Banknotes of the Italian Social Republic

Started by <k>, August 26, 2016, 11:21:36 AM

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See: Italian Social Republic

From this link:

After the fall of the fall of the Italian government, and the establishment of the RSI in the north, banknotes were issued in 1943 by the RSI in denominations of 50, 100, 500 and 1000 lira. These notes were issued under the Banca d'Italia and never used the Repubblica Sociale Italiana designation. In the south, as Allied troops took control, initially AMG (Allied Military Group) issued temporary currency until notes could be issued for the interim government in 1944 within the liberated areas.

RSI = Italian Social Republic

My question is, did the RSI banknotes have a different design at all from the previous Fascist banknotes that were issued when Mussolini had full control of Italy? If not, in what way can the RSI banknotes be differentiated from those of the previous Fascist state?

I imagine that Fascist coins still continued to be used - or did inflation make these worthless? Given that the RSI was little more than a playground for the SS, did Nazi currency also circulate among the Italian population?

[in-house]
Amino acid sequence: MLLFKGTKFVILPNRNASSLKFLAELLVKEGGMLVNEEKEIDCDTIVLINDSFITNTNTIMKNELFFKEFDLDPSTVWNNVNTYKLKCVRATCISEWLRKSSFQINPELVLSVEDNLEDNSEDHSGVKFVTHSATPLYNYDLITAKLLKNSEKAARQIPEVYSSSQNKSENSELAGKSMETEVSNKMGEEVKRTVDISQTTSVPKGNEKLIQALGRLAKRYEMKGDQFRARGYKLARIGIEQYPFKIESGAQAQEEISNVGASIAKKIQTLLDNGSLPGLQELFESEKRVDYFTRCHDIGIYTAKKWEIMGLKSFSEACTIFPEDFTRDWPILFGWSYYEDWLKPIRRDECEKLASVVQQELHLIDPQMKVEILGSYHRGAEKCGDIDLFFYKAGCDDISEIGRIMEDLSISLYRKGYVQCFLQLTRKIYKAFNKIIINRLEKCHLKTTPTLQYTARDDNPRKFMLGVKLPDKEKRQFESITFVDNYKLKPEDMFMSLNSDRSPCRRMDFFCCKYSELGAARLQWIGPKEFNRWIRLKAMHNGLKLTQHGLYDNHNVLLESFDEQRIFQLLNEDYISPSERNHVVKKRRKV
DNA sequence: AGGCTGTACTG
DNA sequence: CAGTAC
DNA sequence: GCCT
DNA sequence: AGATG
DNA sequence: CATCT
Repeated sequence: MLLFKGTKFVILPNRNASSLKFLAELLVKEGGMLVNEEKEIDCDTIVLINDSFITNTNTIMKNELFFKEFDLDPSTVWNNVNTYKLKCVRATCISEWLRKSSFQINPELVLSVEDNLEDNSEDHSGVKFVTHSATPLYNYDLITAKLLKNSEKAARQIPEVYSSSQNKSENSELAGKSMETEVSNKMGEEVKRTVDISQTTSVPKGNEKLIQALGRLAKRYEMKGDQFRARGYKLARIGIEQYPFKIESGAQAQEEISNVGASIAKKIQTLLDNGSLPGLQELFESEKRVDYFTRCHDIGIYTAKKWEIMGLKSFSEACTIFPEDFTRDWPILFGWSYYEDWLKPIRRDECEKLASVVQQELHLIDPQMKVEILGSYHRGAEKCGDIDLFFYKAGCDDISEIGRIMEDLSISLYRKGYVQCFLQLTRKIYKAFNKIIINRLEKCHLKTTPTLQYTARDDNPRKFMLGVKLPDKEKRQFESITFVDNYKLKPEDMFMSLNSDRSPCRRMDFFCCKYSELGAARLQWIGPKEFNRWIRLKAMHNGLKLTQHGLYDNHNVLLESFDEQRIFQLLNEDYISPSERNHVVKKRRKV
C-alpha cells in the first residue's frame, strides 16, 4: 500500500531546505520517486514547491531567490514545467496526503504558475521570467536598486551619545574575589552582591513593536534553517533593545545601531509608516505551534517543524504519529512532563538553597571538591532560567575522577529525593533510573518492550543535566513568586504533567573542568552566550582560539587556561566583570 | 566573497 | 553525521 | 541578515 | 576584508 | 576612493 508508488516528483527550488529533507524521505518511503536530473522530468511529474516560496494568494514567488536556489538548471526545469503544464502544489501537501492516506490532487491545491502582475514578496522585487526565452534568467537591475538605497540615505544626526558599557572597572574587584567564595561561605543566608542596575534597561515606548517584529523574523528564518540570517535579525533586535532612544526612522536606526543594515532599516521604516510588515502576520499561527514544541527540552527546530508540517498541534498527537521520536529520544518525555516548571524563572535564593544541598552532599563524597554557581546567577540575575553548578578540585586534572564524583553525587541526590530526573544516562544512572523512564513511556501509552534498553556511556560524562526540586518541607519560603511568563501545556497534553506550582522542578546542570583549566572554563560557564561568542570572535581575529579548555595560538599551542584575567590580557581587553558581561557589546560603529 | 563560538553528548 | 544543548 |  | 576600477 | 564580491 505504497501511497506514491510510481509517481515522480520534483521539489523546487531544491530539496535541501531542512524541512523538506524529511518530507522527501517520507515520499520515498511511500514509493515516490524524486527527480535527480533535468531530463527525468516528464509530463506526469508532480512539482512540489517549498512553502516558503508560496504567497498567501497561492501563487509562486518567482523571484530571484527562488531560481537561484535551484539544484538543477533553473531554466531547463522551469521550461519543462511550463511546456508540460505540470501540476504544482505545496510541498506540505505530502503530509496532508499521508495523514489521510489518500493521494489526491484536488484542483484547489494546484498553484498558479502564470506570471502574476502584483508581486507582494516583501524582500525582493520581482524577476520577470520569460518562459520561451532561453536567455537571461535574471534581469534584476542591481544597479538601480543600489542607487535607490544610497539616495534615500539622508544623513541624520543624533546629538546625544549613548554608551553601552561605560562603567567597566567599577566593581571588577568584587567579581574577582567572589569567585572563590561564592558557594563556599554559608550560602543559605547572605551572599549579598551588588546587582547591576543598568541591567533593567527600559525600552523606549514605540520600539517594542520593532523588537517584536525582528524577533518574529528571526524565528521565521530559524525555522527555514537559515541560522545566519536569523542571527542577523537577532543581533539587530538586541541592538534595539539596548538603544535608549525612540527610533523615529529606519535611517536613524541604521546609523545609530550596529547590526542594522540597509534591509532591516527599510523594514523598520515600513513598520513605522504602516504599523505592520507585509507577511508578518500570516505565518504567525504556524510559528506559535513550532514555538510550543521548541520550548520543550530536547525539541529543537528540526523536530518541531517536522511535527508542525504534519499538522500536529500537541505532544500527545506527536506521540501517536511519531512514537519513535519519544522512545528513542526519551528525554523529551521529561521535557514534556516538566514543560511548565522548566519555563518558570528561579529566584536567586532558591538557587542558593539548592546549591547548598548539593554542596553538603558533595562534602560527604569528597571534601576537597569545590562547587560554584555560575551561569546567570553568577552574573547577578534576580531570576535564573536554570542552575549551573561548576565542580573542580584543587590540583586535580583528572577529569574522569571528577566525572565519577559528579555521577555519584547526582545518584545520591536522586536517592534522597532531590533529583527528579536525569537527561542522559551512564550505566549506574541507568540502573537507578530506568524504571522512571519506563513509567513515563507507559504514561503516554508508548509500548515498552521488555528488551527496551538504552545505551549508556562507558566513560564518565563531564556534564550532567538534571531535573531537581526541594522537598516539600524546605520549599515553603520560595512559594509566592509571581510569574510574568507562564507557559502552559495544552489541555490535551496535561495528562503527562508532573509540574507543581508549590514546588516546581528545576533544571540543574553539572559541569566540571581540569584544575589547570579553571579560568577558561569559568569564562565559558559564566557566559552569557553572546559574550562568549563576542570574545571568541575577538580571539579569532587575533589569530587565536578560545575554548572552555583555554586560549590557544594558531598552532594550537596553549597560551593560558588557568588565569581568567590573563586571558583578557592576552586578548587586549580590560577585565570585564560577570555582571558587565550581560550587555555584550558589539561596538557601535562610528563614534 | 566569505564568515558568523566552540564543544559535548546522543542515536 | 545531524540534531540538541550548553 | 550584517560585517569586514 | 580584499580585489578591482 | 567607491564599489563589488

Visit the website of The Royal Mint Museum.

See: The Royal Mint Museum.


Starting from 1922, when Mussolini came to power, Krause's World Paper money has sections for 1926 issues, 1930-1933 issues, 1941-1942 issues and 1943 issues. The 1944 issues are in a section called "interim government".

The 1943 issues are:

6650 lire: 23/8; 8/10; 1/2/1944 (similar to 1942)
64-6550 lire: 31/3; 11/8; 8/10; 11/11/1944
67100 lire: 23/8; 11/11/1944; 20/12/1944 (not illustrated)
68100 lire: 23/8; 8/10 (not illustrated)
69500 lire: 31/3 (not illustrated)
70500 lire: 23/8; several dates 1944-1947
71500 lire: 23/8/1943 (not illustrated)
721000 lire 11/8; several dates 1944-1947
731000 lire 23/8; 8/10
It looks like two different series running concurrently, but more research is needed to split them.

An unidentified coin is a piece of metal. An identified coin is a piece of history.


Thanks, Peter. Maybe our Italian members will know a little more.
Visit the website of The Royal Mint Museum.

See: The Royal Mint Museum.